New 3D measurements of large redwood trees for biomass and structure. Nature / UCL<p>Measuring the trees more accurately is important because carbon capture will probably play a key role in the battle against climate change. Forest <a href="https://www.wri.org/blog/2020/09/carbon-sequestration-natural-forest-regrowth" target="_blank">growth could absorb billions of tons</a> of carbon dioxide from the atmosphere each year.</p><p>"The importance of big trees is widely-recognised in terms of carbon storage, demographics and impact on their surrounding ecosystems," the authors wrote<a href="https://www.nature.com/articles/s41598-020-73733-6" target="_blank"> in the journal Nature</a>. "Unfortunately the importance of big trees is in direct proportion to the difficulty of measuring them."</p><p>Redwoods are so long lived because of their ability to <a href="https://www.nature.com/articles/s41598-020-73733-6" target="_blank" rel="noopener noreferrer">cope with climate change, resist disease and even survive fire damage</a>, the scientists say. Almost a fifth of their volume may be bark, which helps protect them.</p>
Carbon Capture Champions<p><span>Earlier research by scientists at Humboldt University and the University of Washington found that </span><a href="https://www.sciencedirect.com/science/article/pii/S0378112716302584" target="_blank" rel="noopener noreferrer">Redwood forests store almost 2,600 tonnes of carbon per hectare</a><span>, their bark alone containing more carbon than any other neighboring species.</span></p><p>While the importance of trees in fighting climate change is widely accepted, not all species enjoy the same protection as California's coastal Redwoods. In 2019 the world lost the equivalent of <a href="https://www.worldwildlife.org/threats/deforestation-and-forest-degradation" target="_blank" rel="noopener noreferrer">30 soccer fields of forest cover every minute</a>, due to agricultural expansion, logging and fires, according to The Worldwide Fund for Nature (WWF).</p>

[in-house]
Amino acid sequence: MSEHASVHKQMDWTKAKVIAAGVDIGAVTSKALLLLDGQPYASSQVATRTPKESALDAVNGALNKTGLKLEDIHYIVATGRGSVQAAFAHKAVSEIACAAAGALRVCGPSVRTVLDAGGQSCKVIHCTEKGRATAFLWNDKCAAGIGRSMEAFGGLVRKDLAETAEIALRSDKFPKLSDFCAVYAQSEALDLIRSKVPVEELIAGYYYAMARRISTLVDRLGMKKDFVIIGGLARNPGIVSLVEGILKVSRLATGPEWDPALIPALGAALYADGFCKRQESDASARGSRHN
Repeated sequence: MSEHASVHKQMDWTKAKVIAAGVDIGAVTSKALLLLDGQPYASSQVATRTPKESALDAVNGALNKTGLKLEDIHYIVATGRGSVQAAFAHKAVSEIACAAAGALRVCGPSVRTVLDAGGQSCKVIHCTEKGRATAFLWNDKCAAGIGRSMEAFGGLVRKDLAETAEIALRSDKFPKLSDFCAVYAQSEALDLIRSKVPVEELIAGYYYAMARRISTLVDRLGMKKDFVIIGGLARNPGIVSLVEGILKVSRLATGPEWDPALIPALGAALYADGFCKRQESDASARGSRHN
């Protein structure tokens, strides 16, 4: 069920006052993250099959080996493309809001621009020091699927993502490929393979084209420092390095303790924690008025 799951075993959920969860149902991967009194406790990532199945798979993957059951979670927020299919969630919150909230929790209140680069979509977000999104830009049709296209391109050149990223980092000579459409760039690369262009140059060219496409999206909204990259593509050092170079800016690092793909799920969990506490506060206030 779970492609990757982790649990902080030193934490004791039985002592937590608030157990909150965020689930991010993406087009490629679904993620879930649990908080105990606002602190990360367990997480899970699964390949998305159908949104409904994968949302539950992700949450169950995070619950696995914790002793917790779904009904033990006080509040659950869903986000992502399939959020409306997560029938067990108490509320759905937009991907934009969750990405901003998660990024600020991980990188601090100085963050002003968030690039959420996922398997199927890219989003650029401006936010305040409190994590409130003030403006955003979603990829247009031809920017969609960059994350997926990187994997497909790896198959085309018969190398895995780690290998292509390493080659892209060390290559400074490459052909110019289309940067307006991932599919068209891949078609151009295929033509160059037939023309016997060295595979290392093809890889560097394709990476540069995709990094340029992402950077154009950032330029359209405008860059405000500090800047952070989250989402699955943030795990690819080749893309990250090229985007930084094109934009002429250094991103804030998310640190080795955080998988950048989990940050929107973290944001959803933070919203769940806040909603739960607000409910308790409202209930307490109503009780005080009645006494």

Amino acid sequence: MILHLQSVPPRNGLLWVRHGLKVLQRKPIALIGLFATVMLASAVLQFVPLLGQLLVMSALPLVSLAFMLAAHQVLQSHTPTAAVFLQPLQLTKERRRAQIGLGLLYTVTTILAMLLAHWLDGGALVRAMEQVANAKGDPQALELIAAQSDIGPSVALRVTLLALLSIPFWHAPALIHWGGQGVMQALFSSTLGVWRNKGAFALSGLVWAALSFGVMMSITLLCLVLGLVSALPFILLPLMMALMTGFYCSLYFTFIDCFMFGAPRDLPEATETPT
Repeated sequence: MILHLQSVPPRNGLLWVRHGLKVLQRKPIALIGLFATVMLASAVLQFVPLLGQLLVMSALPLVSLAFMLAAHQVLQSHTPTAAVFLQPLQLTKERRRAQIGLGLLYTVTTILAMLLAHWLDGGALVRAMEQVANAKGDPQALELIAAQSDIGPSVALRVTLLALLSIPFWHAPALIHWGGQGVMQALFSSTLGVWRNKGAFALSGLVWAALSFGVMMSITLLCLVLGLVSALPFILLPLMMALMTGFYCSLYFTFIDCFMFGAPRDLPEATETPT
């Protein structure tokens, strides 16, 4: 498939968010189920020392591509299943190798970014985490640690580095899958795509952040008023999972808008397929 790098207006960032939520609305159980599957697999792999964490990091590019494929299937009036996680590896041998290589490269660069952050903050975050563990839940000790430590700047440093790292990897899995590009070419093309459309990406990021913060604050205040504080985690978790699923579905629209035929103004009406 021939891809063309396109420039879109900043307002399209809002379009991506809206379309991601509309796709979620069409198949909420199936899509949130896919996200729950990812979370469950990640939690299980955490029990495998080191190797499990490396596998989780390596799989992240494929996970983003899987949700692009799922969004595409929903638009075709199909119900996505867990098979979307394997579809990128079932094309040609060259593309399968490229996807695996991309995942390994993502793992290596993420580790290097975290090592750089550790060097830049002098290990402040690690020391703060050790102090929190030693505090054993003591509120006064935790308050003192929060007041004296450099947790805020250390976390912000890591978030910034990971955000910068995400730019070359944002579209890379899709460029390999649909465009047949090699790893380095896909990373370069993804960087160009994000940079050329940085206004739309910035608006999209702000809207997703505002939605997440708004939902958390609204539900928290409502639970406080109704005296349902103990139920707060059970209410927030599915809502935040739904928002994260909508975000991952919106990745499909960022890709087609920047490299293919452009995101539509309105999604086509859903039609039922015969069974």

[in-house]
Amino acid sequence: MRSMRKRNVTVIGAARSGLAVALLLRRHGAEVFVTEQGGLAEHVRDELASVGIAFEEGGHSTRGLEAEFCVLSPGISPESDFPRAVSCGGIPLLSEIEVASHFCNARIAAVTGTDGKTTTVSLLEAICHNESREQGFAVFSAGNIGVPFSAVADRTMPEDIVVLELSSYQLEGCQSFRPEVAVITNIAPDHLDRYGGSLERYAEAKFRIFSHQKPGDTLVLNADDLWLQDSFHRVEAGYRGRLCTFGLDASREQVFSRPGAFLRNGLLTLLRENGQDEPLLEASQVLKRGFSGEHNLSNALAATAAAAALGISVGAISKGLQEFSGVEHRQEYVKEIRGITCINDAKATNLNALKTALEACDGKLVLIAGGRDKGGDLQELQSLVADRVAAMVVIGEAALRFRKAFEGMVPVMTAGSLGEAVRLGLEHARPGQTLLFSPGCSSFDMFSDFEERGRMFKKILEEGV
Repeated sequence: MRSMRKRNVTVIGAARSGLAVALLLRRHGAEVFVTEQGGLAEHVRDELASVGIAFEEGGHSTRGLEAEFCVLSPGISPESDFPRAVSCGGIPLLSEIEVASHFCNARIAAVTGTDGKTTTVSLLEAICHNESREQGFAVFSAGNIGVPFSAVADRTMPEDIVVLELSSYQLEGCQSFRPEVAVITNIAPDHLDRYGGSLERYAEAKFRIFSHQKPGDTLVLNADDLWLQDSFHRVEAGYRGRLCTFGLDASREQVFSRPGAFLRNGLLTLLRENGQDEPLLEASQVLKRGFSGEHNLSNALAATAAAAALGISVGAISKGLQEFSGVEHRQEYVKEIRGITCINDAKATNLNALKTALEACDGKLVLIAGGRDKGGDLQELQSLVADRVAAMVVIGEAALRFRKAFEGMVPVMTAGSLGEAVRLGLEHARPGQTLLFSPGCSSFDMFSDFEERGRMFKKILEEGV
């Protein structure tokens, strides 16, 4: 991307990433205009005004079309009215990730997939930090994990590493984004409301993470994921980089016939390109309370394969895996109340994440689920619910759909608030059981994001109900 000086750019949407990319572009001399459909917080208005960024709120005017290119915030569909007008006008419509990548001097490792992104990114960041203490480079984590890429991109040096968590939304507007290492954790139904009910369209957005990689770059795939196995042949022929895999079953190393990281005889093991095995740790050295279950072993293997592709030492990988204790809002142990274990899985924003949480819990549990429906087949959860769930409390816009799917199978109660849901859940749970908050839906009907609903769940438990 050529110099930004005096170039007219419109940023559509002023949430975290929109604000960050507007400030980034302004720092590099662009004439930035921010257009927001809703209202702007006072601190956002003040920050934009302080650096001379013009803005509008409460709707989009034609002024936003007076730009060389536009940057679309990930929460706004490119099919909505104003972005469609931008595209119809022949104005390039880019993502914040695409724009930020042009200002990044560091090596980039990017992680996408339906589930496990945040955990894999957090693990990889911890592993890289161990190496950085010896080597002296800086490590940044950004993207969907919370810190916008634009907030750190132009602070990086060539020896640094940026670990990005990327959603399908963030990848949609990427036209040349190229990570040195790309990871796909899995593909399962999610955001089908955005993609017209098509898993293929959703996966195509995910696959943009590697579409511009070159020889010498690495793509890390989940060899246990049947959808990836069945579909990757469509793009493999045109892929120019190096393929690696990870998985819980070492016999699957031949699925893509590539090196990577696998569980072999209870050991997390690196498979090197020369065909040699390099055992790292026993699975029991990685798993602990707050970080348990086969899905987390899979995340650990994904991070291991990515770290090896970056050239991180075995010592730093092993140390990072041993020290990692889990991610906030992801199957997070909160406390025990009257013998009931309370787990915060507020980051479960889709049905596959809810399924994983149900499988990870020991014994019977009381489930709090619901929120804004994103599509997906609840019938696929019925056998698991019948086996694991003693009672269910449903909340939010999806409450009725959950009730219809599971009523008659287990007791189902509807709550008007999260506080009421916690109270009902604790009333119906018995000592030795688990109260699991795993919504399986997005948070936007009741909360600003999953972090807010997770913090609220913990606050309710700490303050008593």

Pixabay<p>Although <a href="https://c402277.ssl.cf1.rackcdn.com/publications/1420/files/original/Deforestation_fronts_-_drivers_and_responses_in_a_changing_world_-_full_report_%281%29.pdf?1610810475" target="_blank" rel="noopener noreferrer">the rate of loss is reported to have slowed in recent years</a>, reforesting the world to help stem climate change is a massive task.</p><p><span>That's why the World Economic Forum launched the Trillion Trees Challenge (</span><a href="https://www.1t.org/" target="_blank" rel="noopener noreferrer">1t.org</a><span>) and is engaging organizations and individuals across the globe through its </span><a href="https://uplink.weforum.org/uplink/s/uplink-issue/a002o00000vOf09AAC/trillion-trees" target="_blank" rel="noopener noreferrer">Uplink innovation crowdsourcing platform</a><span> to support the project.</span></p><p>That's backed up by research led by ETH Zurich/Crowther Lab showing there's potential to restore tree coverage across 2.2 billion acres of degraded land.</p><p>"Forests are critical to the health of the planet," according to <a href="https://www.1t.org/" target="_blank" rel="noopener noreferrer">1t.org</a>. "They sequester carbon, regulate global temperatures and freshwater flows, recharge groundwater, anchor fertile soil and act as flood barriers."</p><p><em data-redactor-tag="em" data-verified="redactor">Reposted with permission from the </em><span><em data-redactor-tag="em" data-verified="redactor"><a href="https://www.weforum.org/agenda/2021/03/redwoods-store-more-co2-and-are-more-enormous-than-we-thought/" target="_blank">World Economic Forum</a>.</em></span></p>